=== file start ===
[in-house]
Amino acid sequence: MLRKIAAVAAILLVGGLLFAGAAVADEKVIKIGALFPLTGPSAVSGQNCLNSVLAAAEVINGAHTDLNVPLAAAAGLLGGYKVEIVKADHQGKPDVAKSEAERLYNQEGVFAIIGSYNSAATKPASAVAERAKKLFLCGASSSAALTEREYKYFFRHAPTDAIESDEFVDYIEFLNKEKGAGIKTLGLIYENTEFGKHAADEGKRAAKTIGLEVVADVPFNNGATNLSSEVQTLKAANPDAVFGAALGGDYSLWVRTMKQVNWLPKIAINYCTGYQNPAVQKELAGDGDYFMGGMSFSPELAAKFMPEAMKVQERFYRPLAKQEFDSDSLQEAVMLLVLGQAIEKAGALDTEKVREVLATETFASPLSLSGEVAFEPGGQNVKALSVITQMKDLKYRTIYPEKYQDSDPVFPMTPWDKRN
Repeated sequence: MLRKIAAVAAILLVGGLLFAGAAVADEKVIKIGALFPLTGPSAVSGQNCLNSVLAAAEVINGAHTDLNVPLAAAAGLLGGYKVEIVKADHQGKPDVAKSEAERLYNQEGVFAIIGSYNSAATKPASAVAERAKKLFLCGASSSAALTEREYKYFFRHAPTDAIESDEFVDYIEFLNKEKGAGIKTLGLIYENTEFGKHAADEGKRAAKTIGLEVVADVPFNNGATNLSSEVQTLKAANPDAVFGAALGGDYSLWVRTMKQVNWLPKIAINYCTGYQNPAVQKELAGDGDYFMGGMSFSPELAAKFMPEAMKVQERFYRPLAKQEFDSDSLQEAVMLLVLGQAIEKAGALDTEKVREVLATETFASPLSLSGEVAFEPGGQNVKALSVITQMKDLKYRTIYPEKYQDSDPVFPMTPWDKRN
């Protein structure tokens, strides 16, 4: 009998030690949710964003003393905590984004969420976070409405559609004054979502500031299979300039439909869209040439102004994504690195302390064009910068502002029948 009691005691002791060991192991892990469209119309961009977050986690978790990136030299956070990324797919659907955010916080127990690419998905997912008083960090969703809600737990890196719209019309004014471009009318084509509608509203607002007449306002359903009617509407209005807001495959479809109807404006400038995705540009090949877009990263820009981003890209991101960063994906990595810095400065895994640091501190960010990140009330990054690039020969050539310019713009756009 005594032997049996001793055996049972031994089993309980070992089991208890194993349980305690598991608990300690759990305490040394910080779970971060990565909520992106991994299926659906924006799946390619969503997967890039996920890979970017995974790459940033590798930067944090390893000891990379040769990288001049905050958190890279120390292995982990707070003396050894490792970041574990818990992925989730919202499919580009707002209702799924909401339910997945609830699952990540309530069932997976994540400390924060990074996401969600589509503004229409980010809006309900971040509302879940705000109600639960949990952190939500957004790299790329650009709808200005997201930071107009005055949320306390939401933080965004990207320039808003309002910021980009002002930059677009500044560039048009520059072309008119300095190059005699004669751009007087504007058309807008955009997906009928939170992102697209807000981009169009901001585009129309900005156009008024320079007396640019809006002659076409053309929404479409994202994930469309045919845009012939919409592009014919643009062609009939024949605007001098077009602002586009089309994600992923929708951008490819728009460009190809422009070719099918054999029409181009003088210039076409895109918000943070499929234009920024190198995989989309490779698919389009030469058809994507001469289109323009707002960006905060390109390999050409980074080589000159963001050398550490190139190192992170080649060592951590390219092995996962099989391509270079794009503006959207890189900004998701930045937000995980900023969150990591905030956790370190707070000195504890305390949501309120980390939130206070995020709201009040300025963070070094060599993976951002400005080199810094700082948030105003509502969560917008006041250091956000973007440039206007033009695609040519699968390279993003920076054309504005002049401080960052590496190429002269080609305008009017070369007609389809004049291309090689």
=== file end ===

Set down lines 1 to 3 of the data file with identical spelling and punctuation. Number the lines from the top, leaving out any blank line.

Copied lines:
[in-house]
Amino acid sequence: MLRKIAAVAAILLVGGLLFAGAAVADEKVIKIGALFPLTGPSAVSGQNCLNSVLAAAEVINGAHTDLNVPLAAAAGLLGGYKVEIVKADHQGKPDVAKSEAERLYNQEGVFAIIGSYNSAATKPASAVAERAKKLFLCGASSSAALTEREYKYFFRHAPTDAIESDEFVDYIEFLNKEKGAGIKTLGLIYENTEFGKHAADEGKRAAKTIGLEVVADVPFNNGATNLSSEVQTLKAANPDAVFGAALGGDYSLWVRTMKQVNWLPKIAINYCTGYQNPAVQKELAGDGDYFMGGMSFSPELAAKFMPEAMKVQERFYRPLAKQEFDSDSLQEAVMLLVLGQAIEKAGALDTEKVREVLATETFASPLSLSGEVAFEPGGQNVKALSVITQMKDLKYRTIYPEKYQDSDPVFPMTPWDKRN
Repeated sequence: MLRKIAAVAAILLVGGLLFAGAAVADEKVIKIGALFPLTGPSAVSGQNCLNSVLAAAEVINGAHTDLNVPLAAAAGLLGGYKVEIVKADHQGKPDVAKSEAERLYNQEGVFAIIGSYNSAATKPASAVAERAKKLFLCGASSSAALTEREYKYFFRHAPTDAIESDEFVDYIEFLNKEKGAGIKTLGLIYENTEFGKHAADEGKRAAKTIGLEVVADVPFNNGATNLSSEVQTLKAANPDAVFGAALGGDYSLWVRTMKQVNWLPKIAINYCTGYQNPAVQKELAGDGDYFMGGMSFSPELAAKFMPEAMKVQERFYRPLAKQEFDSDSLQEAVMLLVLGQAIEKAGALDTEKVREVLATETFASPLSLSGEVAFEPGGQNVKALSVITQMKDLKYRTIYPEKYQDSDPVFPMTPWDKRN